Tower of Refuge

“Tower of Refuge,” New Era, Oct. 1993, 20

Tower of Refuge

When life’s storms crash in with all their fury, LDS youth on the Isle of Man know a safe place to go.

People kept drowning.

That’s why Sir William Hillary built the Tower of Refuge. Sir William knew firsthand of the dangers of the sea. Not only had he founded the Royal National Lifeboat Institution, but during his lifetime he personally aided in the rescue of 305 people.

One stormy night in 1830, he joined a rescue he would never forget. The Royal Mail Steam Packet St. George was tossed onto Connister Rock by rough seas, spilling its crew and cargo into the harbour entrance at Douglas on the Isle of Man.

The Douglas lifeboat crew, with Sir William as a member, rushed to assist. But the waves were overpowering. Four men, including Sir William—who broke three ribs—were swept overboard, coming dangerously close to death themselves.

After this incident, Sir William and his wife, alarmed by the number of wrecks the rock had caused, decided to build a tower, as a place of refuge in which the shipwrecked mariner might outlive the storm. The tower stands to this day, a visual reminder that there is a place of safety for those in peril.

Talk to LDS youth on the Isle of Man today, and they’re familiar with Sir William’s Tower of Refuge, with its promise of shelter from the wrath of the sea. But they’ll also tell you about another tower of refuge—the gospel of Jesus Christ—and how it can save those adrift in spiritually threatening seas.

“Probably our biggest struggle here is isolation,” says Paul Christian, 15. “We’re geographically cut off from the rest of the England Liverpool Stake. We know they keep us in mind, but they can’t afford the money and time to come over here too often. And we only get over there maybe once or twice a year.” That involves a lengthy ferry ride to the annual convention (youth conference). It costs too much to fly.

“So you have that sense of physical isolation,” explains Daniel Johnson, 18, “and then you can have, as a Church member, a feeling that you’re different, religiously, from most everyone around you. The two can build on each other if you’re not careful.”

What to do?

“Well, the LDS youth are scattered all over the island, but we’re 8 young men and 12 young women, 20 overall, and that’s pretty good,” says Ruth Christian, 18. “We’re more like a big LDS family than just friends, and so we do hang out quite a bit together, at church on Sundays, at activities and seminary during the week.”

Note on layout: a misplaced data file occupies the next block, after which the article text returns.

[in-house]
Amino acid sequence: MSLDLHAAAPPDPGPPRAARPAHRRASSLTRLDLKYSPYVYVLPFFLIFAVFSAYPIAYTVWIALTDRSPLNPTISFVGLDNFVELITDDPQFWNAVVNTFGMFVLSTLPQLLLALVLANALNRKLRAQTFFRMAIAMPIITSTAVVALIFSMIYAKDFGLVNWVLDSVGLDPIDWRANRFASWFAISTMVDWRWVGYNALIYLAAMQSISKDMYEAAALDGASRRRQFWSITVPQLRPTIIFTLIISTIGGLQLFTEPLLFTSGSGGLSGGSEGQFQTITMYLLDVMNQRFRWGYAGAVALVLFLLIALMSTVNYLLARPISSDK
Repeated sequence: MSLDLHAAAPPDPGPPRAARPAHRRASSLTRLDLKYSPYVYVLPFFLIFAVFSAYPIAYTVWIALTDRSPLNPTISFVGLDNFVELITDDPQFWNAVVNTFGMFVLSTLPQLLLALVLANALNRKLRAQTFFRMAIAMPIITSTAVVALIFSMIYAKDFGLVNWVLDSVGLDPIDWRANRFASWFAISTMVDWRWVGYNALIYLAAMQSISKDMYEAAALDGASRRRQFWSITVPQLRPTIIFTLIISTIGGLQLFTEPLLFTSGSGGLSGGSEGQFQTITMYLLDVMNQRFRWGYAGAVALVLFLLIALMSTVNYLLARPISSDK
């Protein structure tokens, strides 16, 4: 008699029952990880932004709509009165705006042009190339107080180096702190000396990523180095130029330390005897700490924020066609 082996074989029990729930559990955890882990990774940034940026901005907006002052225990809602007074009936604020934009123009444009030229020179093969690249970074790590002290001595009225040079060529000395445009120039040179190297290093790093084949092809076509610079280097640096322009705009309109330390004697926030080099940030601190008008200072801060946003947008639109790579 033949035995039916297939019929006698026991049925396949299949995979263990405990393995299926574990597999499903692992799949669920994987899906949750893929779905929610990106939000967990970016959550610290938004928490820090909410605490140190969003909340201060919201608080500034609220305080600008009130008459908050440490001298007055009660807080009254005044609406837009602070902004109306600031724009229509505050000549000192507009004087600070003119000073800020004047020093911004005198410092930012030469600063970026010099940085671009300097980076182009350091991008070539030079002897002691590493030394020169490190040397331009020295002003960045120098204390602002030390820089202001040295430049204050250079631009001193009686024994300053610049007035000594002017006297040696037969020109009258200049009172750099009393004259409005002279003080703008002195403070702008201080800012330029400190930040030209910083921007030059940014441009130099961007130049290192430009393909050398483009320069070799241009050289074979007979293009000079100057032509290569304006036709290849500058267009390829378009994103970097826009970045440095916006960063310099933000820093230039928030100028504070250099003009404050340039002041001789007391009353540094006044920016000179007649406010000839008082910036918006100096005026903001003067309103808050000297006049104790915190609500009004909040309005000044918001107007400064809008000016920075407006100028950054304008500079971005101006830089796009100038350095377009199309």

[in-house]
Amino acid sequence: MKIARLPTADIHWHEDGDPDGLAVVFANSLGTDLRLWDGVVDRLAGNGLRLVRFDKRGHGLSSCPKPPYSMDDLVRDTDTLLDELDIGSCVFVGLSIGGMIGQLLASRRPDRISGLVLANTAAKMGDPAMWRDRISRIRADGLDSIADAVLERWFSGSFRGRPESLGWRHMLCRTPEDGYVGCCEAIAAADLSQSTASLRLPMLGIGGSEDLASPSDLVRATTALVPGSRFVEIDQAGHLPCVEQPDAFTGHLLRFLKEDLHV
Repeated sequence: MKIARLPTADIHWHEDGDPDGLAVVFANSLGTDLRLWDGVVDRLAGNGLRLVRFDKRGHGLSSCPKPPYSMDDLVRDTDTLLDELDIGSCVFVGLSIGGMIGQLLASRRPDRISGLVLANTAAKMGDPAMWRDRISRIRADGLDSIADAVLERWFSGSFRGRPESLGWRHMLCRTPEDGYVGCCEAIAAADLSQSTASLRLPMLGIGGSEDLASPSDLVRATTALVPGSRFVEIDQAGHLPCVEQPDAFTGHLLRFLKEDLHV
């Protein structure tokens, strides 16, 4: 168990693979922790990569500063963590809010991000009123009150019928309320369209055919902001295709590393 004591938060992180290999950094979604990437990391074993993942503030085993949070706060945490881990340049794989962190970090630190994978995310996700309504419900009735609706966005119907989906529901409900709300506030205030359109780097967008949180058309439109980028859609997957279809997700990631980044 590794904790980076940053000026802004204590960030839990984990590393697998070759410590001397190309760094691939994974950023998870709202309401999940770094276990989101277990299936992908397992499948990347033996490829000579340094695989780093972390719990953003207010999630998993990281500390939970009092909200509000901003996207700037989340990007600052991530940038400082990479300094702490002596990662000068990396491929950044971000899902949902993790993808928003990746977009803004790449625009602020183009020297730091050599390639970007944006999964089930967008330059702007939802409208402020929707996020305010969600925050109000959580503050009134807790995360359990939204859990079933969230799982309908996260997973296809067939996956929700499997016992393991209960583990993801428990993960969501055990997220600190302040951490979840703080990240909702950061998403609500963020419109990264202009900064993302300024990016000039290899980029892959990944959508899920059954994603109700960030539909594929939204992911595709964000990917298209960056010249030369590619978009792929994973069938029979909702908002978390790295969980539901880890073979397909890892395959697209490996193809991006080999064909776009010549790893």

She speaks as a survivor. “When I was the only young woman in the Church here, I used to hang around with friends who aren’t members of the Church,” she says. “It wasn’t so bad then because they were younger and so they weren’t involved in anything very bad. But as they got older, they got involved in things like drinking, smoking, and stuff. And so now, I don’t really have as much in common with them as I did.”

At the same time, Church membership on the Isle of Man was growing, and “since we’ve got more young women now, I’ve been able to find strength in being with them. You know what each other’s standards are. You’re on the same wavelength.”

Daniel has similar feelings. He tells of a Manx legend that a giant in England and a giant in Ireland were fighting each other. The giant from England picked up a rock and threw it at the one in Ireland, and it landed in the middle of the sea. According to the legend, that’s how the Isle of Man came to be.

But for Daniel, that was life. More than a year ago, his family left a vibrant youth program in the Bracknell Ward, Reading England Stake. “We had something like 50 young people coming out to activities,” he says. Then because of his father’s business, the Johnsons moved to the Isle of Man, just like being picked up by a giant and thrown in the middle of the sea.

“They call us ‘comeovers,’” Daniel explains. “That’s the Manx phrase for someone who wasn’t born on the island.”